I also want to note that I worked with Dick’s grandmother Cynthia during my high school stint at the San Haven dining room. I loved her. She was so kind and gentle. I’m not sure if even Dick knows this but when I was in the hospital for TB between the ages of two and three, I swallowed a nickle that someone had given me (people used to give kids coins as treats in those days). My mom was also in the hospital at the same time. Dr. Loeb (who was a prisoner of war before becoming the director of the San…he was an absolutely wonderful Dr. by the way and we were so lucky he decided to stay in ND after the war) couldn’t remove the nickel so Dad (who was working at the San in the kitchens at the time) warmed up the car, asked Cynthia to accompany him, borrowed clothes from Jay Vanorny and we were on our way to Minot. Can you imagine every one’s terror that I wouldn’t make the long drive? At any rate, the eye, ear, nose specialist in Minot removed the coin and all was well. Thank you Dick for a loving and warm family who impacted my life in so many ways.

Brenda Hoffman (class of 68)

From Dave Slyter (70):

Hi Dick:

Just a quick comment about your dad. Just like a super star, or actor, or singer or writer or composer your dad left a legacy in so many hearts, not only in the Dunseith area, but to North Dakota and Canada. He was a man that had a lot of influence on a lot of peoples life’s. He will always be in my life. He was the best teacher I had ever had.

Just one more little story about your folks together. When we lived on the farm up in the hills my mom Margaret Hiatt would make the best cinnamon rolls in the hills of the turtle mountains. When she would get into the mood of making them there would be this strange thing that would always happen during that same day of the baking. Your mom with your dad or your mom with her mom or your mom with your dads mom would always drive up and visit. We always asked mom when she was baking if she thought Don and Bernice would show up. Sometimes we know more than said it, and they were driving up the hill to our house. It was funny and also always enjoyable as they would sit and talk about so many things and memories of the old Benny Johnson farm. Always look forward to their visits. And they loved the cinnamon rolls. We always told mom that Bernice could smell those cinnamon rolls a mile away. ha

Take care
Dave Slyter

Prairie Past and Mountain Memories (1982 centennial book) Page 213

Dick Johnson’s (68) reply to the memories of his dad, Don Johnson:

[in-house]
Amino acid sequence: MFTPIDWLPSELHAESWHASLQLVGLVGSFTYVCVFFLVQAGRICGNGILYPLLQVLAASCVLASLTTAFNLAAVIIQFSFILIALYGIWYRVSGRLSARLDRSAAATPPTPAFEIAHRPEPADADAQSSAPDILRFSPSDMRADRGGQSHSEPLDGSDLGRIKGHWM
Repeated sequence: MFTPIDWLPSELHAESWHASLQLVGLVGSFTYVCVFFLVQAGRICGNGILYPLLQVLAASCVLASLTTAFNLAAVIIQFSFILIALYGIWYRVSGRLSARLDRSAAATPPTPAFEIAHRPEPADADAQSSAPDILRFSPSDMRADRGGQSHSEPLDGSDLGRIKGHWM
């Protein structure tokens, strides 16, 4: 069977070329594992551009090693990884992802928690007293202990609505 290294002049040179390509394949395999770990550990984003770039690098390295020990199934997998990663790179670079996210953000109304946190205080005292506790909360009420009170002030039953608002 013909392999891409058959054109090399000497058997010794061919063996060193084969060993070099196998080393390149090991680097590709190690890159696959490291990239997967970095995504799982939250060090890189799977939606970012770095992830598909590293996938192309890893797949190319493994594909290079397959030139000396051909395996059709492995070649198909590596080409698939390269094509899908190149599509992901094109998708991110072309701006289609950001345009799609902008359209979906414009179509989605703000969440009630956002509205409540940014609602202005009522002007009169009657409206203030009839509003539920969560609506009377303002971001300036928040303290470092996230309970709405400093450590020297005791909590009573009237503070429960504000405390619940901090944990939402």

Gary and DHS Friends

I do truly appreciate all the good memories folks have about my
dad, Don Johnson. He had an ability to understand the needs of
those around him and then find a way to make their lives a
little better. The one thing that I believe he passed on to
most of the kids was that everyone is of similar value
regardless of his background or wealth or name! This I believe
is what allowed him to achieve things like Governor’s Choir
with something like sixty kids singing that well. The other
atribute that he had was to never give up no matter what the
odds were. This determination could be seen by his students and
I believe it also drove them to achieve. Thanks to all those of
you who have told your stories of your memories of my dad, it
means a lot!

Dick Johnson

Margaret Metcalfe’s (65) memories of Don Johnson:


Several people have written about memories of Don Johnson so I thought I
would add yet another:

I was a Daddy’s girl. Wherever my Dad went, I was riding on his shoulders
or hanging on to his hand. I remember my parents wondering how I was
going to handle starting school. However, my first grade teacher in
Hilltop school was Don Johnson and I thought he was the best teacher
ever.. I don’t know if this was his first teaching job, but he and
Bernice were so young and Dickie was only 2 or 3 years old. One day
Bernice came to pick him up from school and I thought she was such a
beautiful lady. Don fixed the swing in the school yard and I was the
first to get to swing on it. I backed up as far as I could and then sat
down to swing forward, just then Dickie ran in front of me and I crashed
into him knocking him down. I felt so bad, he got up Don dusted himself
off and he had a gash on his head…..but his glasses didn’t break. He
was such a little cutie.

The years went by and Don taught my husband Chuck in 8th grade in Rolette.
Then he came back to Dunseith and I remember the chorus and how we
harmonized and had concerts….so fun. I took Music Appreciation from him
and like so many others learned to appreciate so many different composers
and their music. Whenever I hear Classical music, I think of him. He
brought the Grand Canyon suite to school and we listed to the LP’s on the
stage in the new school. I thought it was the most beautiful music I had
ever heard. After that I started really listening and appreciating the
music in movies. He was my teacher in first grade and my senior years and
I have such fond memories of one terrific teacher and a wonderful, caring
person. We were so honored when he sang at our wedding! He was a

Margaret Leonard

Memories from Bill Hosmer (48):

Gary and all the rest. Just read the neat 180 degree turn by the
band described by Dick Johnson. It made me believe that Don Johnson
gave more positive stuff to more people than anyone I know. The last
time I saw him was when he was leading the band down Dunseith’s main
street at one of my visits home during Dunseith Days. His grin and
wink, when he recognized me, stays with me these many years later.

Don Lamoureux’s (75) Memories of Mr. Johnson:

I also have great memories of being in Mr. Jonson’s band. I started out playing clarinet, which didn’t seem too cool for me, I hadn’t heard of Benny Goodman. I later switched to the string bass, when that spot opened up, and was even happier when the school bought an electric bass guitar, so now I could play and be heard.